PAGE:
BUFFALO, N.Y. (BP) – Four miles from the Tops Friendly Markets mass shooting May 14, North Buffalo Community Church Pastor William Smith is comforting a crying community.
Church member Cashell Durham lost her baby brother Aaron Salter in the massacre – a 55-year-old retired Buffalo police officer and Tops security guard, who was among four employees killed. Smith’s daughter Lauren Smith is employed in Tops administration, but wasn’t at the 1275 Jefferson St. location.
“She said, ‘Daddy I cried all day yesterday (May 14),’” Smith told Baptist Press. “The impact rippled through all the city. … The church itself, we spent good time yesterday talking about violence and talking about pain.”
Durham is the widow of North Buffalo Baptist associate pastor Arriet J. Durham, who died in 2018.
“Cashell has been grieving now for quite a while. She’s had some help, but she’s still grieving from the loss of her husband,” Smith said. “And right now, she’s been bombarded with requests from different press agencies. … But she’s not really in any position to be able to speak with people. She’s just hurting so bad.”
The alleged shooter arrested at the scene of the crime, 18-year-old Payton S. Gendron, is accused of having driven 200 miles strategically to find a public location full of African Americans in what police are calling a racially motivated hate crime. Eleven victims were Black; two were white.
“We’re just trying to deal with the pain. So many of us Saturday were just crying. The pain was so hard,” Smith said. “And the Lord is the One who’s going to be near the brokenhearted. And when He’s near the brokenhearted, I really believe that that’s going to be what we need.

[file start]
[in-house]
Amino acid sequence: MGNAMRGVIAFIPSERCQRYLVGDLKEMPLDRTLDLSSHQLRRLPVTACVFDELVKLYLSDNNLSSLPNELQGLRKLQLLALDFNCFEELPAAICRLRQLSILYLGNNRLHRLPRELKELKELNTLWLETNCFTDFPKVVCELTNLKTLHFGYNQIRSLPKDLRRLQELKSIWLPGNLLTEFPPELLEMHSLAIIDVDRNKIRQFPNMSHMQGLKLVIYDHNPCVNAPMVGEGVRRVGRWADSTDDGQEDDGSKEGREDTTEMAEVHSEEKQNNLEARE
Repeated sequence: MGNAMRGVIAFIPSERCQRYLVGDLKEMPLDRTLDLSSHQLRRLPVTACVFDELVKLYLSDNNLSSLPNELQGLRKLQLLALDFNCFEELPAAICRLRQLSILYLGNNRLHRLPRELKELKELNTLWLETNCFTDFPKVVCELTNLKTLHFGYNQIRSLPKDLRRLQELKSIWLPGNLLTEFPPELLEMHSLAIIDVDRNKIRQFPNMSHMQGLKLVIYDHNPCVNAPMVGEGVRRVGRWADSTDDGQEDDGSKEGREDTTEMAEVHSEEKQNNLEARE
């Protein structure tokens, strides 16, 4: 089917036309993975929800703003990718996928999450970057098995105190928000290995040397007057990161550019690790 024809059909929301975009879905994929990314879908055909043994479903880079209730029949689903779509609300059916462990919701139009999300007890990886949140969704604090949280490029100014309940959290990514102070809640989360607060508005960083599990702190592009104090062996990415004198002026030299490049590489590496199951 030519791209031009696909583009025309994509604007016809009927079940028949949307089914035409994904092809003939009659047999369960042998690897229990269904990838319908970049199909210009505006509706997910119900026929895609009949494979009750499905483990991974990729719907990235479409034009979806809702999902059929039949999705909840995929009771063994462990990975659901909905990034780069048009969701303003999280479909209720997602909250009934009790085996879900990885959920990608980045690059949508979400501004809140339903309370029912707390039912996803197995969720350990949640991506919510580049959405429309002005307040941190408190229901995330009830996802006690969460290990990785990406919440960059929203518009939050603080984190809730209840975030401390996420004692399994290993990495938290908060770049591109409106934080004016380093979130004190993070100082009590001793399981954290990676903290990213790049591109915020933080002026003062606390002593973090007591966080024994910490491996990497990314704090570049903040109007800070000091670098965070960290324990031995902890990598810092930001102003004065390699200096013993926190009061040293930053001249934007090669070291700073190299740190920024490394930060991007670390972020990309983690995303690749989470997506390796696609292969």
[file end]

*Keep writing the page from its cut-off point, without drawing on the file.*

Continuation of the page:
“We need the Lord’s guidance and we need prayer. Which was very encouraging, we got prayer from all over the country from people.” Many offered to help in any way needed.
Beverly Flannery, wife of Frontier Baptist Association Associational Missionary Mike Flannery, emailed 900 contacts predominantly in northeast New York asking for prayer for Buffalo. Hundreds responded. The Frontier association is mobilizing ministry to those impacted by the shooting.
“I am currently trying to organize churches to deliver food in this geographical area that is a food desert,” Mike Flannery said May 16. “The Tops store will be shut down probably several weeks because of federal investigations. I’m working with another organization, Saving Grace Ministries, that wants us to work with them to deliver food.”
Smith appreciates Southern Baptists’ compassionate response. He wants Southern Baptists to understand the pain.
“This shooting has added to the negative mental health of African Americans wondering who’s going to shoot next,” he said. “We have our own crime in the city. We have our own shooters in the city. And then to add this to that, it’s a painful thing for us, for little kids, because you never know when this is going to happen again. That’s why we need the Body of Christ.”
He mentioned widespread support from Southern Baptists across New York, including the Frontier association and the Baptist Convention of New York.